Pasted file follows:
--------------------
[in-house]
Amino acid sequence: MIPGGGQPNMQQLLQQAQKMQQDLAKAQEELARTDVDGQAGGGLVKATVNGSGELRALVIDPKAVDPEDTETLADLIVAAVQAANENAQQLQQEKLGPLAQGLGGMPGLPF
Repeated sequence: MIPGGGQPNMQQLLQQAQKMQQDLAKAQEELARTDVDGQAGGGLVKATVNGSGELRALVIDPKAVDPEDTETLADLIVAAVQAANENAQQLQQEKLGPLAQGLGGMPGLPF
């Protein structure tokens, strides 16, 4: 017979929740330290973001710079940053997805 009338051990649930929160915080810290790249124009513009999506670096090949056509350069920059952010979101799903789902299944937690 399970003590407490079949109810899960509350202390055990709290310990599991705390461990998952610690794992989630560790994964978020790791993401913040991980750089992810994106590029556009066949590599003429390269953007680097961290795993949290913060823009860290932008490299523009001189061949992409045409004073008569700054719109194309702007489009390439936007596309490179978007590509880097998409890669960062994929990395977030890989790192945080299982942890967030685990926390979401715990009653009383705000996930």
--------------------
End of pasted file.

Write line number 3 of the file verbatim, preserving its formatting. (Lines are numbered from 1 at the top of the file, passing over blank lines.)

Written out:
Repeated sequence: MIPGGGQPNMQQLLQQAQKMQQDLAKAQEELARTDVDGQAGGGLVKATVNGSGELRALVIDPKAVDPEDTETLADLIVAAVQAANENAQQLQQEKLGPLAQGLGGMPGLPF